I Ran A Stock Scan For Earnings Growth And Middlesex Water (NASDAQ:MSEX) Passed With Ease

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Like a puppy chasing its tail, some new investors often chase ‘the next big thing’, even if that means buying ‘story stocks’ without revenue, let alone profit. And in . found that it is ‘quite common’ for investors to lose money by buying into ‘pump and dump’ schemes.

If, on the other hand, you like companies that have revenue, and even earn profits, then you may well be interested in Middlesex Water (NASDAQ:MSEX). While that doesn’t make the shares worth buying at any price, you can’t deny that successful capitalism requires profit, eventually. Loss-making companies are always racing against time to reach financial sustainability, but time is often a friend of the profitable company, especially if it is growing.

View our latest analysis for Middlesex Water

How Quickly Is Middlesex Water Increasing Earnings Per Share?

As one of my mentors once told me, share price follows earnings per share (EPS). That makes EPS growth an attractive quality for any company. As a tree reaches steadily for the sky, Middlesex Water’s EPS has grown 17% each year, compound, over three years. If the company can sustain that sort of growth, we’d expect shareholders to come away winners.

I like to take a look at earnings before interest and (EBIT) tax margins, as well as revenue growth, to get another take on the quality of the company’s growth. While we note Middlesex Water’s EBIT margins were flat over the last year, revenue grew by a solid 5.6% to US$138m. That’s a real positive.

The chart below shows how the company’s bottom and top lines have progressed over time. To see the actual numbers, click on the chart.

NasdaqGS:MSEX Income Statement, May 6th 2019
NasdaqGS:MSEX Income Statement, May 6th 2019

While it’s always good to see growing profits, you should always remember that a weak balance sheet could come back to bite. So check Middlesex Water’s balance sheet strength, before getting too excited.

Are Middlesex Water Insiders Aligned With All Shareholders?

I like company leaders to have some skin in the game, so to speak, because it increases alignment of incentives between the people running the business, and its true owners. So it is good to see that Middlesex Water insiders have a significant amount of capital invested in the stock. To be specific, they have US$35m worth of shares. That’s a lot of money, and no small incentive to work hard. Despite being just 3.7%, the value of that investment is enough to show insiders have plenty riding on the venture.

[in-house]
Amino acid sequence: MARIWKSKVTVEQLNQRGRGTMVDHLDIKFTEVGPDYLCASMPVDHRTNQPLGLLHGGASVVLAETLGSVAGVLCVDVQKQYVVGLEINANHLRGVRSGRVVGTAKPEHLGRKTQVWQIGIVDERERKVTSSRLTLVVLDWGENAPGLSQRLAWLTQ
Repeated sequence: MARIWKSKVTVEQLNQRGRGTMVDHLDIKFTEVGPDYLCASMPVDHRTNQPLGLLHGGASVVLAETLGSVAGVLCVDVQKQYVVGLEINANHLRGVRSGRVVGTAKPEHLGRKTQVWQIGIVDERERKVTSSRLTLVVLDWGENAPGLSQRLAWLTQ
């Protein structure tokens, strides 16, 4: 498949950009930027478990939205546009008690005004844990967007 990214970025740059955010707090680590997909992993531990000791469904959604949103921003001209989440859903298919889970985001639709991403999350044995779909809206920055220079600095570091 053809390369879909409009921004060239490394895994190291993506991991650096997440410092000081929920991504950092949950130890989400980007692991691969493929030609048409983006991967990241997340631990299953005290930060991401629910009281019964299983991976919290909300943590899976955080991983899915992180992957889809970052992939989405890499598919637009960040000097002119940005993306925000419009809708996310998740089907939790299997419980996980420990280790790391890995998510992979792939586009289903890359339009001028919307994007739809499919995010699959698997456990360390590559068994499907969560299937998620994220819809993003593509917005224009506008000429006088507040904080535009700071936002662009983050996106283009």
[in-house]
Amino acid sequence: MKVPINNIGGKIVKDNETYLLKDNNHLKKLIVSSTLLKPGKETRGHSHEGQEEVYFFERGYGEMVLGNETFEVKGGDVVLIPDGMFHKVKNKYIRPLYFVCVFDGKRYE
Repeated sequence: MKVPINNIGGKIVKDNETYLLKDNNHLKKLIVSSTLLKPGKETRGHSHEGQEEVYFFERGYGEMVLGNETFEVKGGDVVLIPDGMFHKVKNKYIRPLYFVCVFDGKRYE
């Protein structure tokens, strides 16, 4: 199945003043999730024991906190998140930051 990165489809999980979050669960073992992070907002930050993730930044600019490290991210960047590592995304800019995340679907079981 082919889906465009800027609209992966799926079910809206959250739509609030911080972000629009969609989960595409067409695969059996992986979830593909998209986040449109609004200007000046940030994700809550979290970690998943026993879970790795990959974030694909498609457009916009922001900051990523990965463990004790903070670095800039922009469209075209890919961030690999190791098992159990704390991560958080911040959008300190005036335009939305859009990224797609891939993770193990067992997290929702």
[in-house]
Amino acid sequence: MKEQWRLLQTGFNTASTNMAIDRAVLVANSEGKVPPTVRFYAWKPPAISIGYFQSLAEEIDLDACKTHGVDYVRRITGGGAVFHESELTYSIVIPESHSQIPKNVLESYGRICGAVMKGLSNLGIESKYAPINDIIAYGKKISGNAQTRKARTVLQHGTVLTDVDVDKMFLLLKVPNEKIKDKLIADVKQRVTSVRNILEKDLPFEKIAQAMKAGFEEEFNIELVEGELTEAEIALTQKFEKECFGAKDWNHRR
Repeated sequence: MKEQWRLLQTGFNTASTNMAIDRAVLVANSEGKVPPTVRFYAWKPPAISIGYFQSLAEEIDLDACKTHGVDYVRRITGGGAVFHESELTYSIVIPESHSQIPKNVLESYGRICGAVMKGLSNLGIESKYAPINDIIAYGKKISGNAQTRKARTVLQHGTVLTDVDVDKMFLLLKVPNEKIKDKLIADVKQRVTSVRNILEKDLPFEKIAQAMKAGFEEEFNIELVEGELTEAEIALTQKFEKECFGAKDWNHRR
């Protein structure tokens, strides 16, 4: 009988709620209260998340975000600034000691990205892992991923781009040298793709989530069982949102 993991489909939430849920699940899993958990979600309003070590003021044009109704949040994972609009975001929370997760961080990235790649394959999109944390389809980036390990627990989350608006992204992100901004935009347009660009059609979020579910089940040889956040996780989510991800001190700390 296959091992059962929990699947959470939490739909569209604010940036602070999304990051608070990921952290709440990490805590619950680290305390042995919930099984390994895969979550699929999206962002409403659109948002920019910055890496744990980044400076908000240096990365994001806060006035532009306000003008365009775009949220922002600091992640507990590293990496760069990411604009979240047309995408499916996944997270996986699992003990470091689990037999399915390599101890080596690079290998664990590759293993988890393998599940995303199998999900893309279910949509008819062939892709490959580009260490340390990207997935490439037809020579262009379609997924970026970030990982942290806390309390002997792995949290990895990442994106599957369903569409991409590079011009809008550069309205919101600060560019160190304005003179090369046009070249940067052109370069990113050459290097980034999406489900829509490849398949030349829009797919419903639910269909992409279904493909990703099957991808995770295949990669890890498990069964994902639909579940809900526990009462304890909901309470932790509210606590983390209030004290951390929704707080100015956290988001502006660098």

It means a lot to see insiders invested in the business, but I find myself wondering if remuneration policies are shareholder friendly. A brief analysis of the CEO compensation suggests they are. For companies with market capitalizations between US$400m and US$1.6b, like Middlesex Water, the median CEO pay is around US$2.4m.

Middlesex Water offered total compensation worth US$1.5m to its CEO in the year to December 2017. That seems pretty reasonable, especially given its below the median for similar sized companies. While the level of CEO compensation isn’t a huge factor in my view of the company, modest remuneration is a positive, because it suggests that the board keeps shareholder interests in mind. I’d also argue reasonable pay levels attest to good decision making more generally.

Is Middlesex Water Worth Keeping An Eye On?

For growth investors like me, Middlesex Water’s raw rate of earnings growth is a beacon in the night. If you need more convincing beyond that EPS growth rate, don’t forget about the reasonable remuneration and the high insider ownership. Each to their own, but I think all this makes Middlesex Water look rather interesting indeed. Of course, just because Middlesex Water is growing does not mean it is undervalued. If you’re wondering about the valuation, check out this gauge of its price-to-earnings ratio, as compared to its industry.

You can invest in any company you want. But if you prefer to focus on stocks that have demonstrated insider buying, here is a list of companies with insider buying in the last three months.

Please note the insider transactions discussed in this article refer to reportable transactions in the relevant jurisdiction

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If you spot an error that warrants correction, please contact the editor at editorial-team@simplywallst.com. This article by Simply Wall St is general in nature. It does not constitute a recommendation to buy or sell any stock, and does not take account of your objectives, or your financial situation. Simply Wall St has no position in the stocks mentioned. Thank you for reading.